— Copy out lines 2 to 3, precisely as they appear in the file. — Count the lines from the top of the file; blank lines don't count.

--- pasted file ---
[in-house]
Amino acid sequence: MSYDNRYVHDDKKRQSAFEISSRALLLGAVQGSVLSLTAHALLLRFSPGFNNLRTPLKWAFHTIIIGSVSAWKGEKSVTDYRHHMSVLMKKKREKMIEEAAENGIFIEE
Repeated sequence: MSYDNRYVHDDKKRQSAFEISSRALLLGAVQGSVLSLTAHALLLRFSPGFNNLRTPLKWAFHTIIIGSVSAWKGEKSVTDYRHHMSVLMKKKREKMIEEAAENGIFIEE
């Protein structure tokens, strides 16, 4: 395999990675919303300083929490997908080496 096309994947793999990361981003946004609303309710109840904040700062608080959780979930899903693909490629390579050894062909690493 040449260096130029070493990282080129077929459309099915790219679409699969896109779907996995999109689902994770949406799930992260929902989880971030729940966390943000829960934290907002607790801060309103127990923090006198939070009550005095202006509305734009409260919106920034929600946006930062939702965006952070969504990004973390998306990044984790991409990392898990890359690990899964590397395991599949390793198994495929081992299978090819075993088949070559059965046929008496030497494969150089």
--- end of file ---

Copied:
Amino acid sequence: MSYDNRYVHDDKKRQSAFEISSRALLLGAVQGSVLSLTAHALLLRFSPGFNNLRTPLKWAFHTIIIGSVSAWKGEKSVTDYRHHMSVLMKKKREKMIEEAAENGIFIEE
Repeated sequence: MSYDNRYVHDDKKRQSAFEISSRALLLGAVQGSVLSLTAHALLLRFSPGFNNLRTPLKWAFHTIIIGSVSAWKGEKSVTDYRHHMSVLMKKKREKMIEEAAENGIFIEE